Escapes Still A Problem At NJ Halfway Houses

Alfred Jones, seen here in a NJ Dept. of Corrections photo, escaped from Tully House in Newark on Sunday.STATE – Alfred Jones escaped from custody while he was being transported from Tully House in Newark to East Jersey State Prison in Rahway on Sunday.

Tully House is a Residential Community Release Program facility, operated by Community Education Centers, that is contracted to provide intensive supervision and treatment services, coupled with work release, vocational, educational, and college education referral enrollment services.

In June, The New York Times published a series of articles examining New Jersey halfway houses. According to an analysis by the paper, at least 1,300 inmates had escaped from the privately-operated facilities in the first 29 months of Gov. Chris Christie’s term in office.

Christie has praised the work of Community Education Centers since his days as a United States attorney for New Jersey and was registered as a lobbyist for the company when he was a private attorney. His former law partner and current political advisor William Palatucci is a senior vice president at the company.

New Jersey spends about $65 million per year on privately-operated halfway houses.

In 2011, the Office of the State Comptroller issued a report concluding that the New Jersey Department of Corrections failed to adequately monitor the state-funded halfway houses. According to the report, the state didn’t conduct required on-site monitoring visits and or collect penalty fees that could have been charged for at least six escapes.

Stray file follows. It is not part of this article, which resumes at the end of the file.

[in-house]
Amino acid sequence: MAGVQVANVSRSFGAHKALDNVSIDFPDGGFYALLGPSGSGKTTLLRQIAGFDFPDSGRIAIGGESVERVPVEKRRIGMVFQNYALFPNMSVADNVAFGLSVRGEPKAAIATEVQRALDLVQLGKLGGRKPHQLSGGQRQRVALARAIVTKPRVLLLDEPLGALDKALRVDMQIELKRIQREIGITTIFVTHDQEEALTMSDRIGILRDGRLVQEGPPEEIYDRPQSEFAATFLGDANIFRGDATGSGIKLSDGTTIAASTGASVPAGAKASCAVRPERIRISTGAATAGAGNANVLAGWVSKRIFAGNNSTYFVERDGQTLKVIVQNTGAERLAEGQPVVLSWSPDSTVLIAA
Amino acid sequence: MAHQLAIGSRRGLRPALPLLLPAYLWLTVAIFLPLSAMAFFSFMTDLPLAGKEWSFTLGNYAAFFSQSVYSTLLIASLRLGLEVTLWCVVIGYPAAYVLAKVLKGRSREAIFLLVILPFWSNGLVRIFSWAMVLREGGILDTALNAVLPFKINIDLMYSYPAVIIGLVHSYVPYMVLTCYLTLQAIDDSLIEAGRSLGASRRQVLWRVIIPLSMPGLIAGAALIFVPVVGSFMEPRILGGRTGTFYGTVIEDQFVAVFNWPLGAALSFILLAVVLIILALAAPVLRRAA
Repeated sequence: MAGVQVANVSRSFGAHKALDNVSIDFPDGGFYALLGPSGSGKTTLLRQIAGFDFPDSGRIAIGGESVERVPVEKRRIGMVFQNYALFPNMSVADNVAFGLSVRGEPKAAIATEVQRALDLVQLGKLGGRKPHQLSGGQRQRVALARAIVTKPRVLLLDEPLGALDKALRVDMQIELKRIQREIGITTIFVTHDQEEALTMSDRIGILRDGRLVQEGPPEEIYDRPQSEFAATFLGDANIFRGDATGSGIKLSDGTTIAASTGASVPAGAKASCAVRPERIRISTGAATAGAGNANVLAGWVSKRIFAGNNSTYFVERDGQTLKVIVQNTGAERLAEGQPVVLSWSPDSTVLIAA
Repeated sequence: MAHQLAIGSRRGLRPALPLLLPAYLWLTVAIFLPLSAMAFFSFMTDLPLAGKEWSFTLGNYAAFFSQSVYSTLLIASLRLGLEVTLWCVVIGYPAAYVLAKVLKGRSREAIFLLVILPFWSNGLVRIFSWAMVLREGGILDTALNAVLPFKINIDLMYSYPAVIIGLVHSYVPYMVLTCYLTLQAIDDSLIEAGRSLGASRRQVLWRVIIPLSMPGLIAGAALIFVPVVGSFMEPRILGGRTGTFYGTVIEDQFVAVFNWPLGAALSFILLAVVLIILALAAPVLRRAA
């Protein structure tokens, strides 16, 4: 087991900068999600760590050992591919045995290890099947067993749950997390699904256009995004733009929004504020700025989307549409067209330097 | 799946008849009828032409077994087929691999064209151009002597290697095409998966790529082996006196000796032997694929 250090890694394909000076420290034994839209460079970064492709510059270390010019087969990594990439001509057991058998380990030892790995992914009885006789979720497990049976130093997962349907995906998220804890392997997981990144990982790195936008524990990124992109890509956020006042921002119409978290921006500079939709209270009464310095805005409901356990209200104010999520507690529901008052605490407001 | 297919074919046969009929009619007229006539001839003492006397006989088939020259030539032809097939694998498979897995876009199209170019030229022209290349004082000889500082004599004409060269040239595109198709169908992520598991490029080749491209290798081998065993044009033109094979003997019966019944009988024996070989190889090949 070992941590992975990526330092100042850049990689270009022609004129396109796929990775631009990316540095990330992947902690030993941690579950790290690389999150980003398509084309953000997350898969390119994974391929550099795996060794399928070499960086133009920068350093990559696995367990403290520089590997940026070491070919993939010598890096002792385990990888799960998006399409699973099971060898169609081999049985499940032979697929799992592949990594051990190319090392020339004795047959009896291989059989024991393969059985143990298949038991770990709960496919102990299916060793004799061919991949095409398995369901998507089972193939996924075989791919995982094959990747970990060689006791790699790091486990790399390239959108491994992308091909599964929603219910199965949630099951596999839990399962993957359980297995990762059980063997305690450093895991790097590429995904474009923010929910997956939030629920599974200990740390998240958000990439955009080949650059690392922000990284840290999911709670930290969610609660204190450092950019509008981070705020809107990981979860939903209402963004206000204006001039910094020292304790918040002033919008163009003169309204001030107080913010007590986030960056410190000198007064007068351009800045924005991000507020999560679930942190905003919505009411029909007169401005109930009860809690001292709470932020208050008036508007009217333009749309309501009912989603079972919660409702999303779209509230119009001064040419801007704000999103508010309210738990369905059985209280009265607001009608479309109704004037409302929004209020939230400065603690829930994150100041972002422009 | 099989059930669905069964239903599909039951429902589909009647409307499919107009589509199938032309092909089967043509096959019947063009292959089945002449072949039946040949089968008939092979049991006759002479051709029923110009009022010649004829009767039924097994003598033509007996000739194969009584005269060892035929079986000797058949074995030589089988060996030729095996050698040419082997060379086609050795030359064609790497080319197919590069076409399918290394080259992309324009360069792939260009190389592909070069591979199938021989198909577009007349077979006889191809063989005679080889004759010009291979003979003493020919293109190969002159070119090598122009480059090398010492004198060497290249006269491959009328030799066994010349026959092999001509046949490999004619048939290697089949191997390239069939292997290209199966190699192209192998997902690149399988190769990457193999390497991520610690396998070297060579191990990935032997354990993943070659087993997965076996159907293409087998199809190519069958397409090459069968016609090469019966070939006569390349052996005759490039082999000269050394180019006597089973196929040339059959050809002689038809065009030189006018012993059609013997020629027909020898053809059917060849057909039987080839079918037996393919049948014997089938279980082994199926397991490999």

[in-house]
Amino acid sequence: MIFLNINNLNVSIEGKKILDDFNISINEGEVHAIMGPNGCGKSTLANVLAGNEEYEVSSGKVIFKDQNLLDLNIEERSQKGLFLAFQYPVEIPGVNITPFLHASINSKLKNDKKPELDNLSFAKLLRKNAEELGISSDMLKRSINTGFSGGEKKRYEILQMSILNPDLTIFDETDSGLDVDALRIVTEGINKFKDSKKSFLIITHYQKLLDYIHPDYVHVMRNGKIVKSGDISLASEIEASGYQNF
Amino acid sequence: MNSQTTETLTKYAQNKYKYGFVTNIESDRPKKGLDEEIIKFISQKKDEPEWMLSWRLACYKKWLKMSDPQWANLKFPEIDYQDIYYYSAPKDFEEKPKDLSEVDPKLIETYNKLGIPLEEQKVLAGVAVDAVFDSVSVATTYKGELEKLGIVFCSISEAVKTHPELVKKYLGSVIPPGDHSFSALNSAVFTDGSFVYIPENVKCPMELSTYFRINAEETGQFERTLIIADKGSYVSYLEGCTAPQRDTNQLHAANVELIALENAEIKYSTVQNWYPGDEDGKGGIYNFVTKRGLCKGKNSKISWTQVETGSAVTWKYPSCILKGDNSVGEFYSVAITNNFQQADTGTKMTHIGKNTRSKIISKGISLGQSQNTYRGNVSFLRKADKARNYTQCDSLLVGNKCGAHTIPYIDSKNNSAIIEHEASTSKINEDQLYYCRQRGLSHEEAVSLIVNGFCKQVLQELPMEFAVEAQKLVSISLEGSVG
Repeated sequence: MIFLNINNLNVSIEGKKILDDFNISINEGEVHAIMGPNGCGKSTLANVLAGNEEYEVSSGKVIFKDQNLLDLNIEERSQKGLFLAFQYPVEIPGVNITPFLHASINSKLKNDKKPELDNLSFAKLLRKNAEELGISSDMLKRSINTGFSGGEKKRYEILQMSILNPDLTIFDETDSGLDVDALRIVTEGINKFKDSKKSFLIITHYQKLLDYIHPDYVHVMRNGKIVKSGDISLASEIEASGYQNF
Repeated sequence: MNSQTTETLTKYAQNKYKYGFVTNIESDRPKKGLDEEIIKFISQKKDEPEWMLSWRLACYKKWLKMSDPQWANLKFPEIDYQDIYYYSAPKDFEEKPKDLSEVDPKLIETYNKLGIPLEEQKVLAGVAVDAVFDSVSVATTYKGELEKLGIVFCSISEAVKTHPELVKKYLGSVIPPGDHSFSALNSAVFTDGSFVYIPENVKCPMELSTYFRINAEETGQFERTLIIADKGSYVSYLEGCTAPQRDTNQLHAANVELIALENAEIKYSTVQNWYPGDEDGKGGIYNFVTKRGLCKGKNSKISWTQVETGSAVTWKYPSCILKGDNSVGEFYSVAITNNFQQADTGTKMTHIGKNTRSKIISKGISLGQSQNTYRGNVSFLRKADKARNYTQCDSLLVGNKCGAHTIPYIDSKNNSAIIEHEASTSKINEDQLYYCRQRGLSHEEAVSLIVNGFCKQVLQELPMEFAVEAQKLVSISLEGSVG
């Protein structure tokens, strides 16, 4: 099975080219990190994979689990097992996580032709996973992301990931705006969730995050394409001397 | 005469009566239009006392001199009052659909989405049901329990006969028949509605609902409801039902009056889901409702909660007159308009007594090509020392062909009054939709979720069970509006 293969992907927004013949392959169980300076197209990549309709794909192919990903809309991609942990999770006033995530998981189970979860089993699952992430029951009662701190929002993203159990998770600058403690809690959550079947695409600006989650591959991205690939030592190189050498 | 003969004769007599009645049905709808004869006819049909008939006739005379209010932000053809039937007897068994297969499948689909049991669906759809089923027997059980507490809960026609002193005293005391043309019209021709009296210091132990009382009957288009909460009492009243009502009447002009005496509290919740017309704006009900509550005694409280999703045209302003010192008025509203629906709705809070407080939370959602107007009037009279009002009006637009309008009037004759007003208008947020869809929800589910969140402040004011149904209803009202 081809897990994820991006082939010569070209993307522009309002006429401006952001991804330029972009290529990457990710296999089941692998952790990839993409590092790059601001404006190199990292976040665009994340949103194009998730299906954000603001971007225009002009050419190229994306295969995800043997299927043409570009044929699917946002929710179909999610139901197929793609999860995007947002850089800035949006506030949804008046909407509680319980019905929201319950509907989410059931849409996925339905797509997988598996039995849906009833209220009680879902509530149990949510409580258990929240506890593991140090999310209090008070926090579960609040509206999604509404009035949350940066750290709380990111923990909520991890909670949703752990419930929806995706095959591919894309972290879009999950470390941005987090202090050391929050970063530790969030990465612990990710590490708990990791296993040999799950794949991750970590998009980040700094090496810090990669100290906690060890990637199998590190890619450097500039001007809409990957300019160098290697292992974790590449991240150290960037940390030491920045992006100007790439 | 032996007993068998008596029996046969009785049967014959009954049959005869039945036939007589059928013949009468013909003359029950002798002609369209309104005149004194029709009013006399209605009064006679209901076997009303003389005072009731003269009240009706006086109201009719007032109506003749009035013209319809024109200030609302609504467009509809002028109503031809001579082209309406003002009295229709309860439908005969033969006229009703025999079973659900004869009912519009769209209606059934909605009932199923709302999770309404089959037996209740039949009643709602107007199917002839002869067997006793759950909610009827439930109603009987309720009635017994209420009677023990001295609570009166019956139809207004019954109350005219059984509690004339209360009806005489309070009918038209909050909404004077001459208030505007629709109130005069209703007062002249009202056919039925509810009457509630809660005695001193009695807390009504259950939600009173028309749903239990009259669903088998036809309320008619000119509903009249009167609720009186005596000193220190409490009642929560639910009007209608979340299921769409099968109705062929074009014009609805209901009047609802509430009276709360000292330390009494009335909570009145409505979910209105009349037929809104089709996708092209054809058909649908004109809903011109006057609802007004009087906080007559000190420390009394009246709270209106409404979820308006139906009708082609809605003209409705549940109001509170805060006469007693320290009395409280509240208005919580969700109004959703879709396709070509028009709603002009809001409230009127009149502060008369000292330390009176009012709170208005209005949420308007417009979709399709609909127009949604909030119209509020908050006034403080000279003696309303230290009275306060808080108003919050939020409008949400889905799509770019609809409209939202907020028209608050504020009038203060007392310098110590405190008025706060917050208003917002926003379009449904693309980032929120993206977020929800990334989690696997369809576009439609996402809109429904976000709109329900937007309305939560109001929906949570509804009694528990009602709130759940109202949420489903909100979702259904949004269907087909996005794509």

Following the Times articles, the governor’s office issued a statement saying that the administration had stepped up monitoring of halfway houses.

Yet earlier this month, Christie conditionally vetoed a bill that would have required contracts with private halfway house operators to be reviewed by the Legislature’s auditor after their first year. Instead, he altered the terms to require an independent auditor to review the contracts – after they end.

“Such audits, conducted by skilled and professional independent auditors, will better reflect the fiscal realities of the full term of the contracts,” Christie said in his veto message.


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